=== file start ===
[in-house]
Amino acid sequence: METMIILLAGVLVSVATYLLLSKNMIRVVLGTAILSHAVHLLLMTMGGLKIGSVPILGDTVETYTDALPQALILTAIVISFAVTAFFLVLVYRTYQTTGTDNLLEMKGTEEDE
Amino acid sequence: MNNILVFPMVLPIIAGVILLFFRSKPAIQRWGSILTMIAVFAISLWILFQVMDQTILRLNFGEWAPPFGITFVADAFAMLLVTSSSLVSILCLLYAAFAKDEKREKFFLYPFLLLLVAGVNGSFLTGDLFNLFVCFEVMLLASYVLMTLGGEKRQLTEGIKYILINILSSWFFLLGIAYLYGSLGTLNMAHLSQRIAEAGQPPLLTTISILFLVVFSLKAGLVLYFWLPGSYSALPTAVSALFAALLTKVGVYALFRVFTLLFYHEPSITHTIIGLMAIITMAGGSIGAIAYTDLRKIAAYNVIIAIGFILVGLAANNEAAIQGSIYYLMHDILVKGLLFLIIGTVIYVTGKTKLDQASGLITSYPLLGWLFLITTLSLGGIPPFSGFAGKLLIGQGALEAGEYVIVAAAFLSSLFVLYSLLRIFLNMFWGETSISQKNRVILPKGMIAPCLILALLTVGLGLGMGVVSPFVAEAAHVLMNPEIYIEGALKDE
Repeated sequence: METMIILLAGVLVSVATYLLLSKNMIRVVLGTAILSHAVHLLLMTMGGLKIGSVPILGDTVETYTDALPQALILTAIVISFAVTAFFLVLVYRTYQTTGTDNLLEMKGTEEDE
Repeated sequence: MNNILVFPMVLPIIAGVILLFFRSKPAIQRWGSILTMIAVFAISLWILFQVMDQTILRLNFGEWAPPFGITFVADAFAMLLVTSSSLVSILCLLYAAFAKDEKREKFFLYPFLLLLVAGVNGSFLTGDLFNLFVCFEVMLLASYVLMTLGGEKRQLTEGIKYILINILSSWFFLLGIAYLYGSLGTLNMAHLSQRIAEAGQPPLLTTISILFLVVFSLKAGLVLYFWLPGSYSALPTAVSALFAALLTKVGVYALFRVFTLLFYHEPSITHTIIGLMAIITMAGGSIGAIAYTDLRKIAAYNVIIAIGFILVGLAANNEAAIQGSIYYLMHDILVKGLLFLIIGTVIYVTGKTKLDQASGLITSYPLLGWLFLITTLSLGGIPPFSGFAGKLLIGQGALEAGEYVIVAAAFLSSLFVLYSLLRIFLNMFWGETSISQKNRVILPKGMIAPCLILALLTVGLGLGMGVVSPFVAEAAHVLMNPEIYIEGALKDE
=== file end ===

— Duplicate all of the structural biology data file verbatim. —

[in-house]
Amino acid sequence: METMIILLAGVLVSVATYLLLSKNMIRVVLGTAILSHAVHLLLMTMGGLKIGSVPILGDTVETYTDALPQALILTAIVISFAVTAFFLVLVYRTYQTTGTDNLLEMKGTEEDE
Amino acid sequence: MNNILVFPMVLPIIAGVILLFFRSKPAIQRWGSILTMIAVFAISLWILFQVMDQTILRLNFGEWAPPFGITFVADAFAMLLVTSSSLVSILCLLYAAFAKDEKREKFFLYPFLLLLVAGVNGSFLTGDLFNLFVCFEVMLLASYVLMTLGGEKRQLTEGIKYILINILSSWFFLLGIAYLYGSLGTLNMAHLSQRIAEAGQPPLLTTISILFLVVFSLKAGLVLYFWLPGSYSALPTAVSALFAALLTKVGVYALFRVFTLLFYHEPSITHTIIGLMAIITMAGGSIGAIAYTDLRKIAAYNVIIAIGFILVGLAANNEAAIQGSIYYLMHDILVKGLLFLIIGTVIYVTGKTKLDQASGLITSYPLLGWLFLITTLSLGGIPPFSGFAGKLLIGQGALEAGEYVIVAAAFLSSLFVLYSLLRIFLNMFWGETSISQKNRVILPKGMIAPCLILALLTVGLGLGMGVVSPFVAEAAHVLMNPEIYIEGALKDE
Repeated sequence: METMIILLAGVLVSVATYLLLSKNMIRVVLGTAILSHAVHLLLMTMGGLKIGSVPILGDTVETYTDALPQALILTAIVISFAVTAFFLVLVYRTYQTTGTDNLLEMKGTEEDE
Repeated sequence: MNNILVFPMVLPIIAGVILLFFRSKPAIQRWGSILTMIAVFAISLWILFQVMDQTILRLNFGEWAPPFGITFVADAFAMLLVTSSSLVSILCLLYAAFAKDEKREKFFLYPFLLLLVAGVNGSFLTGDLFNLFVCFEVMLLASYVLMTLGGEKRQLTEGIKYILINILSSWFFLLGIAYLYGSLGTLNMAHLSQRIAEAGQPPLLTTISILFLVVFSLKAGLVLYFWLPGSYSALPTAVSALFAALLTKVGVYALFRVFTLLFYHEPSITHTIIGLMAIITMAGGSIGAIAYTDLRKIAAYNVIIAIGFILVGLAANNEAAIQGSIYYLMHDILVKGLLFLIIGTVIYVTGKTKLDQASGLITSYPLLGWLFLITTLSLGGIPPFSGFAGKLLIGQGALEAGEYVIVAAAFLSSLFVLYSLLRIFLNMFWGETSISQKNRVILPKGMIAPCLILALLTVGLGLGMGVVSPFVAEAAHVLMNPEIYIEGALKDE